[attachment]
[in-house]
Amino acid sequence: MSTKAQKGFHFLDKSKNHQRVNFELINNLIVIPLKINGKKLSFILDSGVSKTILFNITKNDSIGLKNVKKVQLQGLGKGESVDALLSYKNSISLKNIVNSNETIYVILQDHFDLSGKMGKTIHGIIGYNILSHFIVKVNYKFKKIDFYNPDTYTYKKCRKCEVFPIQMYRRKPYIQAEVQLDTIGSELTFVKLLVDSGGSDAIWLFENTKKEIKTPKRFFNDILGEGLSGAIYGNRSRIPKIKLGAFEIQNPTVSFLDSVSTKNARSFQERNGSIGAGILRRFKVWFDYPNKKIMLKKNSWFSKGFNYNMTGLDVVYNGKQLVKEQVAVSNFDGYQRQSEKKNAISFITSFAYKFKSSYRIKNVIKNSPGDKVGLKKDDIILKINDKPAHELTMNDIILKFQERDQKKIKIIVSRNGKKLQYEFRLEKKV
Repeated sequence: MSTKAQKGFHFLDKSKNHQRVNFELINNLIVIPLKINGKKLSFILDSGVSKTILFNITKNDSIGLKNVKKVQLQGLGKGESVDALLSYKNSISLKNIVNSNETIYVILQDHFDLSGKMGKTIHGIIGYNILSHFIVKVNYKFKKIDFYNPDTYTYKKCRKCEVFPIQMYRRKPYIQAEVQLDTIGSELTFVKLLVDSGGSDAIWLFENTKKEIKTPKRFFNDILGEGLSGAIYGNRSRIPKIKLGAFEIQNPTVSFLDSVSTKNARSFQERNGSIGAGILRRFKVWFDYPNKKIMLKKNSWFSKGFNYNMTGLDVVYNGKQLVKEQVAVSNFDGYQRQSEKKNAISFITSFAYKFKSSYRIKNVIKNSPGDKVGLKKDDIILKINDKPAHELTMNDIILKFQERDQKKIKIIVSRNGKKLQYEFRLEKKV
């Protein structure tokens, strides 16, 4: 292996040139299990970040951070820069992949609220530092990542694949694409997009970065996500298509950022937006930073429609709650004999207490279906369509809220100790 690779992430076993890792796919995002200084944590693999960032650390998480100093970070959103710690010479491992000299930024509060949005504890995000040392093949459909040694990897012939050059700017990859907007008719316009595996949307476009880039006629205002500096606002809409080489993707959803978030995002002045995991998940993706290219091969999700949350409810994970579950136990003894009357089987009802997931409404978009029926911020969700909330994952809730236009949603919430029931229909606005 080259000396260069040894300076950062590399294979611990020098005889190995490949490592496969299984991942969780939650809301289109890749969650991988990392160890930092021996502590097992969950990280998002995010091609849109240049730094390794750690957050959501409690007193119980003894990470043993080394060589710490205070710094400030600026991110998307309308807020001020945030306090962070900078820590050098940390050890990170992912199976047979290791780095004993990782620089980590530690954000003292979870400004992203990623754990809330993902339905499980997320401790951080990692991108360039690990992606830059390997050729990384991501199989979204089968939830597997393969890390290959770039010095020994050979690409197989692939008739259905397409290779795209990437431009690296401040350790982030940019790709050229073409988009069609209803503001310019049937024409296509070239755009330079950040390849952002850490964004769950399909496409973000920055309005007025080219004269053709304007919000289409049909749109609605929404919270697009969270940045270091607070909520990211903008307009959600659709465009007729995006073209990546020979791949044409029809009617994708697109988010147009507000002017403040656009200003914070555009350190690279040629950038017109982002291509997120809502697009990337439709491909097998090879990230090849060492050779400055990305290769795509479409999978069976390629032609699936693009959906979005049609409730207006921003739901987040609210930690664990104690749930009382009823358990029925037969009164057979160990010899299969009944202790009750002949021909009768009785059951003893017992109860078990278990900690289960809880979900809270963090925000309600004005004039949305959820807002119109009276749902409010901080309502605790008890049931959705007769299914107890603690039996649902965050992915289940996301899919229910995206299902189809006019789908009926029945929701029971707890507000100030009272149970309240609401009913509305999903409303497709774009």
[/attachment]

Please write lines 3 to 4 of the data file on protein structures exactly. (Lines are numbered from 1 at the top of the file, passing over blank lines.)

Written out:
Repeated sequence: MSTKAQKGFHFLDKSKNHQRVNFELINNLIVIPLKINGKKLSFILDSGVSKTILFNITKNDSIGLKNVKKVQLQGLGKGESVDALLSYKNSISLKNIVNSNETIYVILQDHFDLSGKMGKTIHGIIGYNILSHFIVKVNYKFKKIDFYNPDTYTYKKCRKCEVFPIQMYRRKPYIQAEVQLDTIGSELTFVKLLVDSGGSDAIWLFENTKKEIKTPKRFFNDILGEGLSGAIYGNRSRIPKIKLGAFEIQNPTVSFLDSVSTKNARSFQERNGSIGAGILRRFKVWFDYPNKKIMLKKNSWFSKGFNYNMTGLDVVYNGKQLVKEQVAVSNFDGYQRQSEKKNAISFITSFAYKFKSSYRIKNVIKNSPGDKVGLKKDDIILKINDKPAHELTMNDIILKFQERDQKKIKIIVSRNGKKLQYEFRLEKKV
């Protein structure tokens, strides 16, 4: 292996040139299990970040951070820069992949609220530092990542694949694409997009970065996500298509950022937006930073429609709650004999207490279906369509809220100790 690779992430076993890792796919995002200084944590693999960032650390998480100093970070959103710690010479491992000299930024509060949005504890995000040392093949459909040694990897012939050059700017990859907007008719316009595996949307476009880039006629205002500096606002809409080489993707959803978030995002002045995991998940993706290219091969999700949350409810994970579950136990003894009357089987009802997931409404978009029926911020969700909330994952809730236009949603919430029931229909606005 080259000396260069040894300076950062590399294979611990020098005889190995490949490592496969299984991942969780939650809301289109890749969650991988990392160890930092021996502590097992969950990280998002995010091609849109240049730094390794750690957050959501409690007193119980003894990470043993080394060589710490205070710094400030600026991110998307309308807020001020945030306090962070900078820590050098940390050890990170992912199976047979290791780095004993990782620089980590530690954000003292979870400004992203990623754990809330993902339905499980997320401790951080990692991108360039690990992606830059390997050729990384991501199989979204089968939830597997393969890390290959770039010095020994050979690409197989692939008739259905397409290779795209990437431009690296401040350790982030940019790709050229073409988009069609209803503001310019049937024409296509070239755009330079950040390849952002850490964004769950399909496409973000920055309005007025080219004269053709304007919000289409049909749109609605929404919270697009969270940045270091607070909520990211903008307009959600659709465009007729995006073209990546020979791949044409029809009617994708697109988010147009507000002017403040656009200003914070555009350190690279040629950038017109982002291509997120809502697009990337439709491909097998090879990230090849060492050779400055990305290769795509479409999978069976390629032609699936693009959906979005049609409730207006921003739901987040609210930690664990104690749930009382009823358990029925037969009164057979160990010899299969009944202790009750002949021909009768009785059951003893017992109860078990278990900690289960809880979900809270963090925000309600004005004039949305959820807002119109009276749902409010901080309502605790008890049931959705007769299914107890603690039996649902965050992915289940996301899919229910995206299902189809006019789908009926029945929701029971707890507000100030009272149970309240609401009913509305999903409303497709774009």